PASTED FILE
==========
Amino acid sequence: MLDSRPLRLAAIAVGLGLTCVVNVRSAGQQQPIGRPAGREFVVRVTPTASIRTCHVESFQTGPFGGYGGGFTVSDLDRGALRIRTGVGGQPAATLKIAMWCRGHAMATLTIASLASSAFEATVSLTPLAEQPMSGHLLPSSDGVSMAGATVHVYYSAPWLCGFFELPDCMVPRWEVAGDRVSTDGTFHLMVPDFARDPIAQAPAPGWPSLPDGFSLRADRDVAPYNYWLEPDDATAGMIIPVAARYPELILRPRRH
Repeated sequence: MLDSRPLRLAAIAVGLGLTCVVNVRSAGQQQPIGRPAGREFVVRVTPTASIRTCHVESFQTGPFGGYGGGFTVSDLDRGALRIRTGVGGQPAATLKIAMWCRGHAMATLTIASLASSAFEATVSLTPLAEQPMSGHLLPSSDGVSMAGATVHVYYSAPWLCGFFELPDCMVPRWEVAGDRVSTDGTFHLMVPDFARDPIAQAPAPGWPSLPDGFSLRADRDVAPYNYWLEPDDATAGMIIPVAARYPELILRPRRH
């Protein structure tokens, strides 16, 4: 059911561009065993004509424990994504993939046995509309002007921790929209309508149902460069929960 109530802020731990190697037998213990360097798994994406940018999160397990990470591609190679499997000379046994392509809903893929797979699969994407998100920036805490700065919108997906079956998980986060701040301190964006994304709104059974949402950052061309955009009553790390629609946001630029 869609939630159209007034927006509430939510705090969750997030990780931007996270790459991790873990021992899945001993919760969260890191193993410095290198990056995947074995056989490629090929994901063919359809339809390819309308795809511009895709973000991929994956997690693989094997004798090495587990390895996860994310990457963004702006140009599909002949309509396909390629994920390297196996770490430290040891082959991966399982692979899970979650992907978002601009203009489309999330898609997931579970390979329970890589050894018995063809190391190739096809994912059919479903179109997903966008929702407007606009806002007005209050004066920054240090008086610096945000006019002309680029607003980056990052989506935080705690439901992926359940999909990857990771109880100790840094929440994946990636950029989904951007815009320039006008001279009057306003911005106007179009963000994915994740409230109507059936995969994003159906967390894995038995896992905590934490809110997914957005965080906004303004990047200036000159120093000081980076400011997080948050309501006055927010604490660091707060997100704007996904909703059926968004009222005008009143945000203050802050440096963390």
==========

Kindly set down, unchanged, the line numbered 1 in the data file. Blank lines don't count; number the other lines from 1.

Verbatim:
Amino acid sequence: MLDSRPLRLAAIAVGLGLTCVVNVRSAGQQQPIGRPAGREFVVRVTPTASIRTCHVESFQTGPFGGYGGGFTVSDLDRGALRIRTGVGGQPAATLKIAMWCRGHAMATLTIASLASSAFEATVSLTPLAEQPMSGHLLPSSDGVSMAGATVHVYYSAPWLCGFFELPDCMVPRWEVAGDRVSTDGTFHLMVPDFARDPIAQAPAPGWPSLPDGFSLRADRDVAPYNYWLEPDDATAGMIIPVAARYPELILRPRRH